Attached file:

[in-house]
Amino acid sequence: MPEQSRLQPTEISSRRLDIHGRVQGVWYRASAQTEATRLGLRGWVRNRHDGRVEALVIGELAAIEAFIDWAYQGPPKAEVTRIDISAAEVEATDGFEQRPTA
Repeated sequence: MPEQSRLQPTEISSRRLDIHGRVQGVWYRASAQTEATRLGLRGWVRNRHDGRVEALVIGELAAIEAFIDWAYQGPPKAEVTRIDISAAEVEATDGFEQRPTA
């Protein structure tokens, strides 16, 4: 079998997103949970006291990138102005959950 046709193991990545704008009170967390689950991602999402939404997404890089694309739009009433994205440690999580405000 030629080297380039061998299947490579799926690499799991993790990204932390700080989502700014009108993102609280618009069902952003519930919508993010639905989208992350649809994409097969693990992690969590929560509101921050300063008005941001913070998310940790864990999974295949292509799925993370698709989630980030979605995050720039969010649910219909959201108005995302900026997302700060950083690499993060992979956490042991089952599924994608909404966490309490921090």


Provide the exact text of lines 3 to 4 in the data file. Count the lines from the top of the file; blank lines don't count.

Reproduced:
Repeated sequence: MPEQSRLQPTEISSRRLDIHGRVQGVWYRASAQTEATRLGLRGWVRNRHDGRVEALVIGELAAIEAFIDWAYQGPPKAEVTRIDISAAEVEATDGFEQRPTA
């Protein structure tokens, strides 16, 4: 079998997103949970006291990138102005959950 046709193991990545704008009170967390689950991602999402939404997404890089694309739009009433994205440690999580405000 030629080297380039061998299947490579799926690499799991993790990204932390700080989502700014009108993102609280618009069902952003519930919508993010639905989208992350649809994409097969693990992690969590929560509101921050300063008005941001913070998310940790864990999974295949292509799925993370698709989630980030979605995050720039969010649910219909959201108005995302900026997302700060950083690499993060992979956490042991089952599924994608909404966490309490921090």